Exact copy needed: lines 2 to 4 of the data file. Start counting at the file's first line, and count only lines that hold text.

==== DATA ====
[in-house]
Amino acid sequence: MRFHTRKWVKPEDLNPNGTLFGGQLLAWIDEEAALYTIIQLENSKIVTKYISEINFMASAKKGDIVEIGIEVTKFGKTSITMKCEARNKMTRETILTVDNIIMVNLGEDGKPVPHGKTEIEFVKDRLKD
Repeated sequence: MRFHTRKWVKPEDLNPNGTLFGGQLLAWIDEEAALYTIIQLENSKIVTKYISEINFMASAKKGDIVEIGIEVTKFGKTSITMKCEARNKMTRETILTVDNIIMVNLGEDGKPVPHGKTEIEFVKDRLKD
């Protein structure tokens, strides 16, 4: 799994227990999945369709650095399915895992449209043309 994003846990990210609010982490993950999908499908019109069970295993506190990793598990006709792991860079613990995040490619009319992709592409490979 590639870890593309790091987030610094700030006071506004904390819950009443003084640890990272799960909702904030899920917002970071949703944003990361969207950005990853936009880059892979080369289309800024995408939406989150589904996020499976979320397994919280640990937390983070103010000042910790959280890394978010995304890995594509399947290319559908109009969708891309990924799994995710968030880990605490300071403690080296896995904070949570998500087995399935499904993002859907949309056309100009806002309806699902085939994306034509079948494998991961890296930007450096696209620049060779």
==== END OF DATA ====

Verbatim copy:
Amino acid sequence: MRFHTRKWVKPEDLNPNGTLFGGQLLAWIDEEAALYTIIQLENSKIVTKYISEINFMASAKKGDIVEIGIEVTKFGKTSITMKCEARNKMTRETILTVDNIIMVNLGEDGKPVPHGKTEIEFVKDRLKD
Repeated sequence: MRFHTRKWVKPEDLNPNGTLFGGQLLAWIDEEAALYTIIQLENSKIVTKYISEINFMASAKKGDIVEIGIEVTKFGKTSITMKCEARNKMTRETILTVDNIIMVNLGEDGKPVPHGKTEIEFVKDRLKD
């Protein structure tokens, strides 16, 4: 799994227990999945369709650095399915895992449209043309 994003846990990210609010982490993950999908499908019109069970295993506190990793598990006709792991860079613990995040490619009319992709592409490979 590639870890593309790091987030610094700030006071506004904390819950009443003084640890990272799960909702904030899920917002970071949703944003990361969207950005990853936009880059892979080369289309800024995408939406989150589904996020499976979320397994919280640990937390983070103010000042910790959280890394978010995304890995594509399947290319559908109009969708891309990924799994995710968030880990605490300071403690080296896995904070949570998500087995399935499904993002859907949309056309100009806002309806699902085939994306034509079948494998991961890296930007450096696209620049060779």